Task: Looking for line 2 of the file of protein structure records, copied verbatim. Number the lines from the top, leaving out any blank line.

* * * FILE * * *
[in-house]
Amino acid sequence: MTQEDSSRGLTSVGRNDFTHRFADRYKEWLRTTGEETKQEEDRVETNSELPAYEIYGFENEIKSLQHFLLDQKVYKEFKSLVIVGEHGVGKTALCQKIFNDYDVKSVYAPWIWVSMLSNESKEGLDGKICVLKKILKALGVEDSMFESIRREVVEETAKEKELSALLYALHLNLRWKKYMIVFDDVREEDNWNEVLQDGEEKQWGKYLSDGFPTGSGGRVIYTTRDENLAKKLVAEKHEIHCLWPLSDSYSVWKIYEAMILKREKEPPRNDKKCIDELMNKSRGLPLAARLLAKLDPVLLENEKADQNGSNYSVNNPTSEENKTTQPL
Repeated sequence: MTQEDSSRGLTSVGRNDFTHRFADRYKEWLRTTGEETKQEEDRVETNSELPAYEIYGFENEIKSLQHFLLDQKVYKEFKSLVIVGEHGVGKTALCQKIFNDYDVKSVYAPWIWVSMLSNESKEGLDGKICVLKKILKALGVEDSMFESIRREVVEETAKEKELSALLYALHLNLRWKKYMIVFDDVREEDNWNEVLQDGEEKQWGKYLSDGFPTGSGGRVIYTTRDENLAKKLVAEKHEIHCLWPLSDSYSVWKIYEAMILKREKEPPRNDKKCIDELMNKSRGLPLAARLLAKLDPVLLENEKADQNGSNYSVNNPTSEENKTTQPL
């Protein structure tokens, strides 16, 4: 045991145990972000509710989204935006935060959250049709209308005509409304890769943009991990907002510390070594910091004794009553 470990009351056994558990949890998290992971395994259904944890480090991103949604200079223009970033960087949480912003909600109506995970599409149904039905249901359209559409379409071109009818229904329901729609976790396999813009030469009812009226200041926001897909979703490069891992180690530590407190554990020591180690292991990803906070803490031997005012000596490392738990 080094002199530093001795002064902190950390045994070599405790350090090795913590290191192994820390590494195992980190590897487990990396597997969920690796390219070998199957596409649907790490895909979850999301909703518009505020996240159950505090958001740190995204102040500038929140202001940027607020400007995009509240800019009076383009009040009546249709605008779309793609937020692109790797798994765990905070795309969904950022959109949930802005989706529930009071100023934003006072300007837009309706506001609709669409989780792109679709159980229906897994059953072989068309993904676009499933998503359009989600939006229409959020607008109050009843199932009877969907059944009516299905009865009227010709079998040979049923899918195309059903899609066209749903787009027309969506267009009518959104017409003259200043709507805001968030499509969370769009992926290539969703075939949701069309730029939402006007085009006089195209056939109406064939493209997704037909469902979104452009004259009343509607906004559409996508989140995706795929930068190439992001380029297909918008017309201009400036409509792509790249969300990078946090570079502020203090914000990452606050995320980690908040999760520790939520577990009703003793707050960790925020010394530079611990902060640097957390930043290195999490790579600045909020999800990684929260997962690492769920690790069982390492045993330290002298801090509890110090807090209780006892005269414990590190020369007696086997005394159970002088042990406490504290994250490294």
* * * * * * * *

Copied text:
Amino acid sequence: MTQEDSSRGLTSVGRNDFTHRFADRYKEWLRTTGEETKQEEDRVETNSELPAYEIYGFENEIKSLQHFLLDQKVYKEFKSLVIVGEHGVGKTALCQKIFNDYDVKSVYAPWIWVSMLSNESKEGLDGKICVLKKILKALGVEDSMFESIRREVVEETAKEKELSALLYALHLNLRWKKYMIVFDDVREEDNWNEVLQDGEEKQWGKYLSDGFPTGSGGRVIYTTRDENLAKKLVAEKHEIHCLWPLSDSYSVWKIYEAMILKREKEPPRNDKKCIDELMNKSRGLPLAARLLAKLDPVLLENEKADQNGSNYSVNNPTSEENKTTQPL